Out-Law News 1 min. read
16 Nov 2011, 2:37 pm
The Education Act, which has now received Royal Assent, clarifies the law which requires a local authority to "cease to maintain" a school once it converts to an academy. Academies are self-governing schools operating with funding from central Government rather than from a local authority.
The Act specifically states that this provision does not prevent a local authority from providing "financial or other assistance in respect of the academy... by making payments in respect of some (but not all) of the expenses of maintaining the academy".
It adds that a local authority may also provide premises, goods or services to an academy or make premises, goods or services available to be used for the purposes of the academy.
The change followed concerns that by providing that a local authority must "cease to maintain" a school on the date on which that school opens as an academy, the Academies Act prohibited continuing payments under existing PFI arrangements. In September, a Sheffield secondary school rebuilt ten years ago under a PFI scheme delayed its transition to academy status as a result of concern over whether the payments would be considered "maintenance" under the Act.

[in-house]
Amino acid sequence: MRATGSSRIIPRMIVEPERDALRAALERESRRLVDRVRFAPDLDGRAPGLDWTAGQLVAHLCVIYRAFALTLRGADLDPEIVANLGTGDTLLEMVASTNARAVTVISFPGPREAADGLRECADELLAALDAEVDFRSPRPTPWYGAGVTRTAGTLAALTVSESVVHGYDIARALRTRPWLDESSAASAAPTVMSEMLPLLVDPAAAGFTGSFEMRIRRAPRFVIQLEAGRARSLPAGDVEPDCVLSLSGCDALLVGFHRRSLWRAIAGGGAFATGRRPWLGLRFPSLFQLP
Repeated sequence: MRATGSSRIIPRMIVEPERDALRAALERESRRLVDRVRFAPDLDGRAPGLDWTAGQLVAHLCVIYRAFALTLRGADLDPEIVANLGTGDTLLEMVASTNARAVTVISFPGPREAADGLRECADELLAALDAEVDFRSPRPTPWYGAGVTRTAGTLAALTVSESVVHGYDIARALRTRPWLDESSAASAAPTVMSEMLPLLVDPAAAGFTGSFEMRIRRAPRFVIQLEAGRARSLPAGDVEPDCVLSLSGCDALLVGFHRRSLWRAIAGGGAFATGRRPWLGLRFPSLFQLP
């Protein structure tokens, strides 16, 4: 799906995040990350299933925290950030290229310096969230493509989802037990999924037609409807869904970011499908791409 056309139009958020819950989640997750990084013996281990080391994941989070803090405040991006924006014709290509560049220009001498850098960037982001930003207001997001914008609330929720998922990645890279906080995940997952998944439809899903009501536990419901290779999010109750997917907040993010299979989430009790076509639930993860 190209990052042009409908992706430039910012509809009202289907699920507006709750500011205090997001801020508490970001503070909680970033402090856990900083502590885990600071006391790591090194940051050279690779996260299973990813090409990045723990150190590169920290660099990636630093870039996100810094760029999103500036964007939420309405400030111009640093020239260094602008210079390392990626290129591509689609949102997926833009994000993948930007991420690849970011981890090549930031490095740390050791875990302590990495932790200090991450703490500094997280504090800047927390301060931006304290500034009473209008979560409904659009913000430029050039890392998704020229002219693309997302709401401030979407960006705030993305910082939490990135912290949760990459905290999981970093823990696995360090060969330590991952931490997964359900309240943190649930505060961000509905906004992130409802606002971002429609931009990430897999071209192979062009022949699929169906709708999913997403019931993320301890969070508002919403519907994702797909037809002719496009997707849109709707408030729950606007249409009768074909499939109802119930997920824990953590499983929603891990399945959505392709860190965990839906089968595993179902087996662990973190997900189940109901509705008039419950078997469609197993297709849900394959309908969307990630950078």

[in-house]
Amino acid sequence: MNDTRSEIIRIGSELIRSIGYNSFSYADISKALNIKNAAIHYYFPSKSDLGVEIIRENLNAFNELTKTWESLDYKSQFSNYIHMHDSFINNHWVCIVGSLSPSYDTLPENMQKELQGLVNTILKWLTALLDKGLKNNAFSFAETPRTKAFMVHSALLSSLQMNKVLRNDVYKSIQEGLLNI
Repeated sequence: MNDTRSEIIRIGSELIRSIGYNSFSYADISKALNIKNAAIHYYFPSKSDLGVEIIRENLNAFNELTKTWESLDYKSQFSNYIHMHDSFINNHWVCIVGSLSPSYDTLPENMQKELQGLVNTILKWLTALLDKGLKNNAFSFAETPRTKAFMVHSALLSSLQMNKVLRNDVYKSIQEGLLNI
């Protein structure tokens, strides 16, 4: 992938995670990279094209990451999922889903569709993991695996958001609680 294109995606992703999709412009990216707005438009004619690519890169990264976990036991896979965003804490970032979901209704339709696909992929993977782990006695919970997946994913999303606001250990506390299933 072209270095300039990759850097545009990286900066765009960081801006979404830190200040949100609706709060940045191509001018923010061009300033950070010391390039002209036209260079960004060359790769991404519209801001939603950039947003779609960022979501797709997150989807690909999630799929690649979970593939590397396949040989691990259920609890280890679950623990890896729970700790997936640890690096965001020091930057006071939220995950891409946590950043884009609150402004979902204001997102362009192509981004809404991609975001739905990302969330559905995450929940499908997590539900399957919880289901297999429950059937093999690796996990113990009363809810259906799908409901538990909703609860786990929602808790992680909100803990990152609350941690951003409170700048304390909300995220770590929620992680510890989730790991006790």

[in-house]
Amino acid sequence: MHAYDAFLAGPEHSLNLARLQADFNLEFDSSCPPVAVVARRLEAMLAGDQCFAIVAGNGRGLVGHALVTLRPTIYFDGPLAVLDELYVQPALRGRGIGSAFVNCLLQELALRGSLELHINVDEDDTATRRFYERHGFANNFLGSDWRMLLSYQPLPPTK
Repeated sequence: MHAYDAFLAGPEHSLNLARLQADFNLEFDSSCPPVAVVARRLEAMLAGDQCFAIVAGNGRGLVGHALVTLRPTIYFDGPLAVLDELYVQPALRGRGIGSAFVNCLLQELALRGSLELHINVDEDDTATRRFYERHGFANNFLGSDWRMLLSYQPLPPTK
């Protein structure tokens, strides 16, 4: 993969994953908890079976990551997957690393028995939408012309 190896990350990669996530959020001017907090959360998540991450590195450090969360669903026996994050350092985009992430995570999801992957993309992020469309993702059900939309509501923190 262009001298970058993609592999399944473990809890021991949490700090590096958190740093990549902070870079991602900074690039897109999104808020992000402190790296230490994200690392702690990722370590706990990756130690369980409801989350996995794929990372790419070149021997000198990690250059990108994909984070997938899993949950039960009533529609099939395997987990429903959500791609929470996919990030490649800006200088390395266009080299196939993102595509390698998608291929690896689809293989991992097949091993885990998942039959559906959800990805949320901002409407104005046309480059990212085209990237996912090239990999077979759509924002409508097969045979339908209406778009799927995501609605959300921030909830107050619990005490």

The Department for Education (DFE) previously said that a local authority contributing to the expenses of academies, whether in money or in kind, did not amount to "maintaining" a school. However, it said in a statement that the Government wished to put the matter beyond doubt.
Minister of State for Schools Nick Gibb said that any assistance provided to academies by local authorities, whether financial or otherwise, would only ever be a proportion of the total expense of running an academy. The clarity provided by the amendment confirmed that this applied to payments under PFI and other contracts, he said.
"Local authorities have always been able to use their own resources to provide assistance, including financial assistance, to academies and to enter into contractual commitments and incur liabilities on their behalf. We are clear that their continuing to do those things would not have been prevented by the wording of... the Academies Act, and that was not the intention behind the Act," he told the House of Commons.
"All academies are, and will continue to be, maintained by the Secretary of State under funding arrangements entered into under [the Academies Act]," he said.